The Queen Victoria Memorial is located in front of Buckingham Palace and comprises the Dominion Gates (Canada Gate, Australia Gate and South and West Africa Gates), the Memorial Gardens and a vast central monument commemorating the death of Queen Victoria in 1901.
The monument is 25 metres high and uses 2,300 tonnes of white Carrara marble. As well as Victoria, there are statues representing courage, constancy, victory, charity, truth and motherhood.
The central monument, created between 1906 and 1924, is by Sir Thomas Brock, but the whole design, including the Memorial Gardens, was conceived by Sir Aston Webb. The Memorial was formally unveiled by King George V in 1911.
The gates, piers, balustrades and retaining walls of the Memorial Gardens are all protected landmarks.
The Memorial Gardens
The Memorial Gardens were created in 1901 as part of Sir Aston Webb's overall design for a memorial to Queen Victoria after her death that year.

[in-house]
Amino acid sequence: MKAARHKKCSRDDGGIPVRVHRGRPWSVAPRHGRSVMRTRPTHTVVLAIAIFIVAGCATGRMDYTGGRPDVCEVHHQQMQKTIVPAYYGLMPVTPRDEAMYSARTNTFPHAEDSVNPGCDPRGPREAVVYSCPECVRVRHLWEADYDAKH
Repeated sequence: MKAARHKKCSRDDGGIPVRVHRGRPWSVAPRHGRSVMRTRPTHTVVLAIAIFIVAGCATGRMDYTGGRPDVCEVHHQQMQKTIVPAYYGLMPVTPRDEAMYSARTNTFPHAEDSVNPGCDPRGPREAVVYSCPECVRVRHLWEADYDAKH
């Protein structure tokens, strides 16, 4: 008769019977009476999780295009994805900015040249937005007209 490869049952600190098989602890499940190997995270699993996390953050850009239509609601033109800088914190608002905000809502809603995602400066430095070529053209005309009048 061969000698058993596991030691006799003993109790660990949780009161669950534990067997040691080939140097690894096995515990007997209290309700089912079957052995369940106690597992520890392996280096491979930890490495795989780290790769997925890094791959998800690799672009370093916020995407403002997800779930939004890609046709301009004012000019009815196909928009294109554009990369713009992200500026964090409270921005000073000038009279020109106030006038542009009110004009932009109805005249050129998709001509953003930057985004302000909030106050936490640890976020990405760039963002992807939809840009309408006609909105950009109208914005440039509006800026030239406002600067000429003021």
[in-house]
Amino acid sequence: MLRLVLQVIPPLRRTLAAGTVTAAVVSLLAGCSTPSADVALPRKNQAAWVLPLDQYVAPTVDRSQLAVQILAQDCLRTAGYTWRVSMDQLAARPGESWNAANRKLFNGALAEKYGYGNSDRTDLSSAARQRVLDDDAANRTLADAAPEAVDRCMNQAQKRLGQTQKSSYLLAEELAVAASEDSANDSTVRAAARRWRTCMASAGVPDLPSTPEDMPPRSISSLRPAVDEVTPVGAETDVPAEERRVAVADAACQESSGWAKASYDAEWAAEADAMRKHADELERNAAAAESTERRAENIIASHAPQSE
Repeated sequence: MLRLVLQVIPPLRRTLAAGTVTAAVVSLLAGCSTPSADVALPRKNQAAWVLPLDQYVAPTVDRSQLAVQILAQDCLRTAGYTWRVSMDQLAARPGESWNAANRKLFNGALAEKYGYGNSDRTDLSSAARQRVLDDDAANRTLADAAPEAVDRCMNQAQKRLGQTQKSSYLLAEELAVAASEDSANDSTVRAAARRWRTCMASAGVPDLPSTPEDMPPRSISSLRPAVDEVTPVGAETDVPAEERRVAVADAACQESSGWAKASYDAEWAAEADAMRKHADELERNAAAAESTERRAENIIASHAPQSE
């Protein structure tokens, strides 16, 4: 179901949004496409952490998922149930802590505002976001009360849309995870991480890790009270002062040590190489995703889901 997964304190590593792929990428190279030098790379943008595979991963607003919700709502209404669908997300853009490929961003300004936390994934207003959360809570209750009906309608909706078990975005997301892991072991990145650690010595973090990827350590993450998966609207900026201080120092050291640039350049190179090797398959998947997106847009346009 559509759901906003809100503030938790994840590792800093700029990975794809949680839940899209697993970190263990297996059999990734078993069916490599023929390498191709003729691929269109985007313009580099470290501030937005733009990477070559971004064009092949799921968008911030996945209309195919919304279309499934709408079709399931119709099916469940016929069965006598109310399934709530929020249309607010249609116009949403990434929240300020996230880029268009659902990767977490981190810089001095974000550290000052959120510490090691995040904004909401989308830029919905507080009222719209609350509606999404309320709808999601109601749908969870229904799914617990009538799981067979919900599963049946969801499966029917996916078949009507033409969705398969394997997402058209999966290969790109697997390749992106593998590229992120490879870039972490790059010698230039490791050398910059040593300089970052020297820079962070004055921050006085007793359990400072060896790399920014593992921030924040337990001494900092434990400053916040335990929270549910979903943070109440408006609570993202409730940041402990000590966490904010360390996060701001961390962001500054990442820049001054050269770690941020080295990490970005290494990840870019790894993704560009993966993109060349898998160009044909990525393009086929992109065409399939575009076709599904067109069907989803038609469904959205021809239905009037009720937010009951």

The formal flowerbeds are laid out in a semi-circular design around the central memorial and are a familiar sight during the many of the famous processions and ceremonies that take place in this area.
The planting schedule follows a traditional seasonal pattern that is repeated each year. Each planting takes approximately 2 weeks and involves up to ten staff.
Replanting of the beds in summer requires approximately 22,500 plants, including geraniums, spider plants, salvias and weeping figs. Scarlet geraniums are used to match the tunics of The Queen's Guard at Buckingham Palace.
In winter time the beds are filled with about 50,000 yellow wallflowers and red tulips.